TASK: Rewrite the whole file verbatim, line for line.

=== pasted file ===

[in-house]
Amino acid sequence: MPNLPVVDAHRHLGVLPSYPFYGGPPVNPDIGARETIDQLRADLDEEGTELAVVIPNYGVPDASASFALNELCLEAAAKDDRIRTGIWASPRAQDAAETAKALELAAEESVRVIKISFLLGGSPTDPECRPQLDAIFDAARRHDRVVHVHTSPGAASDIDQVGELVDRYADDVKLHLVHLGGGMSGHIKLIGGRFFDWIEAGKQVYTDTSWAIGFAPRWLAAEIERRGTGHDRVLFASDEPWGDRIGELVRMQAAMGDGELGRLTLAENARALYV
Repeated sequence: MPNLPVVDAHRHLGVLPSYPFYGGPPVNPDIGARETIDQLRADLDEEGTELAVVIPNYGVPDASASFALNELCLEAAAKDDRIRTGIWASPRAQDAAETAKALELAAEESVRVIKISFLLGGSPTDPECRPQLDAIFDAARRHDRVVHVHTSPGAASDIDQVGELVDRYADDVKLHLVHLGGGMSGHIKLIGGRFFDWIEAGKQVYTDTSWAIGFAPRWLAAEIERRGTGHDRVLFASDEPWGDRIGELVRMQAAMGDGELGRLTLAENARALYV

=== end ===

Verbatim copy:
[in-house]
Amino acid sequence: MPNLPVVDAHRHLGVLPSYPFYGGPPVNPDIGARETIDQLRADLDEEGTELAVVIPNYGVPDASASFALNELCLEAAAKDDRIRTGIWASPRAQDAAETAKALELAAEESVRVIKISFLLGGSPTDPECRPQLDAIFDAARRHDRVVHVHTSPGAASDIDQVGELVDRYADDVKLHLVHLGGGMSGHIKLIGGRFFDWIEAGKQVYTDTSWAIGFAPRWLAAEIERRGTGHDRVLFASDEPWGDRIGELVRMQAAMGDGELGRLTLAENARALYV
Repeated sequence: MPNLPVVDAHRHLGVLPSYPFYGGPPVNPDIGARETIDQLRADLDEEGTELAVVIPNYGVPDASASFALNELCLEAAAKDDRIRTGIWASPRAQDAAETAKALELAAEESVRVIKISFLLGGSPTDPECRPQLDAIFDAARRHDRVVHVHTSPGAASDIDQVGELVDRYADDVKLHLVHLGGGMSGHIKLIGGRFFDWIEAGKQVYTDTSWAIGFAPRWLAAEIERRGTGHDRVLFASDEPWGDRIGELVRMQAAMGDGELGRLTLAENARALYV